Advertise Follow Us
Researchers in Louisiana examined the effects of five different types of horseshoes with different amounts of traction (plain, low and high surface area calks, thin tungsten carbide wash and steel-insert plastic composite) compared with being barefoot on the distribution of forces at the ground surface when a horse was trotting across a concrete force plate.
Five saddle horses (four Quarter Horses, one Tennessee Walking Horse) were used with each type of shoeing randomly applied to each horse on successive days. The same shoes were applied to all four feet. Approximately 24 hours after the force plate testing was done, different shoes were applied, followed by another 24-hour waiting period.
The distribution of weight did not change between treatments. The steel-plastic composite shoes produced the greatest increase in peak vertical force in the forelimbs, which was higher than the barefoot condition, as well as the other four types of shoes. These same steel-plastic composite shoes, followed by tungsten-carbide coated shoes and low profile-high surface area calks produced the greatest increase in peak braking force in the hind limbs.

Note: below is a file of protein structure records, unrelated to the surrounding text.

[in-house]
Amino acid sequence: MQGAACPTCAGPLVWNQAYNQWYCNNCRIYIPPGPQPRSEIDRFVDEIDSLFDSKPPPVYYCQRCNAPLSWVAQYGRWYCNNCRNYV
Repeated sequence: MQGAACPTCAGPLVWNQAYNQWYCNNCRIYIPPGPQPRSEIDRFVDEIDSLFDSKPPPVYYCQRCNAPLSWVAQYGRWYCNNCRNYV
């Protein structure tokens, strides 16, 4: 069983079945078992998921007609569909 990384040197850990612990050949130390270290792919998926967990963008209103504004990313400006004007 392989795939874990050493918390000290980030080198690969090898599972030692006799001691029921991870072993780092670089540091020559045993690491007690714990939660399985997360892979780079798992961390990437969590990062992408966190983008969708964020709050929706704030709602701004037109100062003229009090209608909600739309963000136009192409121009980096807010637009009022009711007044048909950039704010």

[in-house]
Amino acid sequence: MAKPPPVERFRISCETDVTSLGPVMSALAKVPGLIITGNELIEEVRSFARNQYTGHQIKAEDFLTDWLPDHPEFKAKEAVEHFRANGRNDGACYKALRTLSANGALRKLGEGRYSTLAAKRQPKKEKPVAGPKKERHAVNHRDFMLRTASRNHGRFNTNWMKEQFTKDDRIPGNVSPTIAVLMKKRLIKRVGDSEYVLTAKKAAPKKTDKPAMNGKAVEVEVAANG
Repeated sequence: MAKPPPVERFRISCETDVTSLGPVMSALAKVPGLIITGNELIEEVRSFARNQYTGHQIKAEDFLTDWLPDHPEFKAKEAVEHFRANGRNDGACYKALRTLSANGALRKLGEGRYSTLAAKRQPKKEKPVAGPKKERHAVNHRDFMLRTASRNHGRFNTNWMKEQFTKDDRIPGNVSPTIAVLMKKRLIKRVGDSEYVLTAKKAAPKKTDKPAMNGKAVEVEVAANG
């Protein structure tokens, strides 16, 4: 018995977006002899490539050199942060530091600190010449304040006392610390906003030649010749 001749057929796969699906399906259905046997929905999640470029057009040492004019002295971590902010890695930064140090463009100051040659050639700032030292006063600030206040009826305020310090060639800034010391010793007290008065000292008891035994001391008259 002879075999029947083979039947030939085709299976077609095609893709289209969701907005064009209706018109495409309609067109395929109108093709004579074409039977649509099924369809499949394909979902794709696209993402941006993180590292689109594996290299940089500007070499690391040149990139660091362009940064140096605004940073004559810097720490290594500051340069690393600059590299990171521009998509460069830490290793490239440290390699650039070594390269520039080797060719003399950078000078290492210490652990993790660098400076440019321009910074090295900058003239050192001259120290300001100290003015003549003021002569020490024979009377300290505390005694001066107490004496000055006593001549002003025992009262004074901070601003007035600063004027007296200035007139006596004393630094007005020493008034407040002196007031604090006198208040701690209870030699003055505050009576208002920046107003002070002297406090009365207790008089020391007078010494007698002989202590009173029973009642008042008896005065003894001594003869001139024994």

For the forelimbs, the coefficient of friction was lowest for the barefoot treatment and did not differ significantly for the five types of shoes. The steel insert-plastic composite shoes also had the highest coefficient of friction on the hind limbs. The mean braking time was longest for the plain shoes and barefoot treatments, and the mean propulsion time did not differ significantly for any of the six treatments.
Although it was not specifically…